Date: Monday, November 9, 2020
Session Type: Abstract Session
Session Time: 12:00PM-12:50PM
Background/Purpose: Patients with psoriasis, iritis, or colitis and back pain represent a high-risk population for the presence of axial spondyloarthritis (axSpA). Clinicians rely on the elicitation of features of inflammatory back pain (IBP) to discriminate between more common non-specific back pain and inflammatory conditions. Different criteria have been developed for classification purposes, but these have been developed and validated in patients with established idiopathic ankylosing spondylitis. It is unknown how these criteria, namely ASAS, Berlin and Calin criteria, perform in patients presenting with back pain and extra-articular features of axSpA. To address the circularity between elicitation of IBP and clinical diagnosis, we used not only rheumatologist diagnosis as benchmark, but also imaging. We aimed to assess the diagnostic utility of all available criteria for IBP in an inception cohort of patients with psoriasis, iritis, or inflammatory bowel disease (IBD) referred to a rheumatologist with undiagnosed back pain, using the final rheumatologist diagnosis and imaging as the benchmarks.
Methods: The multicenter Screening for Axial Spondyloarthritis in Psoriasis, Iritis, and Colitis (SASPIC) Study is aimed at early detection of axial SpA in consecutive patients presenting with undiagnosed back pain to the rheumatologist. Consecutive patients ≤45 years of age with ≥3 months undiagnosed back pain with any one of psoriasis, acute anterior uveitis (AAU), or IBD diagnosed by the relevant specialist undergo routine clinical evaluation by a rheumatologist for axial SpA. The rheumatologist determines the presence or absence of axial SpA at 3 consecutive stages: 1. After the clinical examination; 2. After the results of labs (B27, CRP) and radiography; 3. After the results of local MRI evaluation. Imaging was also assessed centrally by 3 expert readers. Majority central reader evaluation of presence/absence of MRI indicative of axSpA and final diagnosis by the rheumatologist were used as external standards to test the performance (sensitivity, specificity, positive and negative likelihood ratios (LR+/LR-)) of the following criteria for IBP: ASAS, Berlin, Calin, rheumatologist global for likelihood of IBP >5 (0-10 scale).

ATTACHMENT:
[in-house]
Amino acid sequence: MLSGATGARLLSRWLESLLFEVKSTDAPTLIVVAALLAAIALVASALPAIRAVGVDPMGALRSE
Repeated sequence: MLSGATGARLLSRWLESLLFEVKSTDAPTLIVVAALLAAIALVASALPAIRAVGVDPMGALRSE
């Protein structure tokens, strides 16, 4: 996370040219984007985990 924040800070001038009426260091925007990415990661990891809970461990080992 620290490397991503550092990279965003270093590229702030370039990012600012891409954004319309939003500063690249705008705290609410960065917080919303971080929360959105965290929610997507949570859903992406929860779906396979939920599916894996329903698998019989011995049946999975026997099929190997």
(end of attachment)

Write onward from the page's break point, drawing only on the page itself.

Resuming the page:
Results: 246 patients were included, of whom 47.6% were diagnosed with axSpA by the local rheumatologist. The diagnosis of axSpA was confirmed in 45.7%, 61.6% and 40.2 % of patients with undiagnosed back pain and psoriasis, iritis, and IBD. The diagnostic utility for all IBP criteria was equally poor, especially showing a lack of specificity (Table 1). MRI was considered indicative of axSpA by central readers in 21.2%, 43.5% and 19.7% of patients with psoriasis, iritis, and IBD. When using MRI as external reference (Table 2), all IBP criteria performed even worse.
Conclusion: All IBP criteria, as well as rheumatologist global assessment, have poor diagnostic utility for diagnosis of axSpA in patients with undiagnosed back pain and extra-articular features. This should be a reminder to not rely only on the concept of IBP in daily routine, and also reinforces the desirability of less subjective assessment tools, especially imaging.
To cite this abstract in AMA style:Kröber G, Weber U, Carmona R, Yeung J, Chan J, Aydin S, Martin L, Masetto A, Keeling S, Ziouzina O, Rohekar S, Dadashova R, Paschke J, Carapellucci A, Lambert R, Maksymowych W. The Relative Diagnostic Utility of Inflammatory Back Pain Criteria in an Inception Cohort of Patients with Psoriasis, Iritis, and Colitis Presenting with Undiagnosed Back Pain [abstract]. Arthritis Rheumatol. 2020; 72 (suppl 10). https://acrabstracts.org/abstract/the-relative-diagnostic-utility-of-inflammatory-back-pain-criteria-in-an-inception-cohort-of-patients-with-psoriasis-iritis-and-colitis-presenting-with-undiagnosed-back-pain/. Accessed January 25, 2021.
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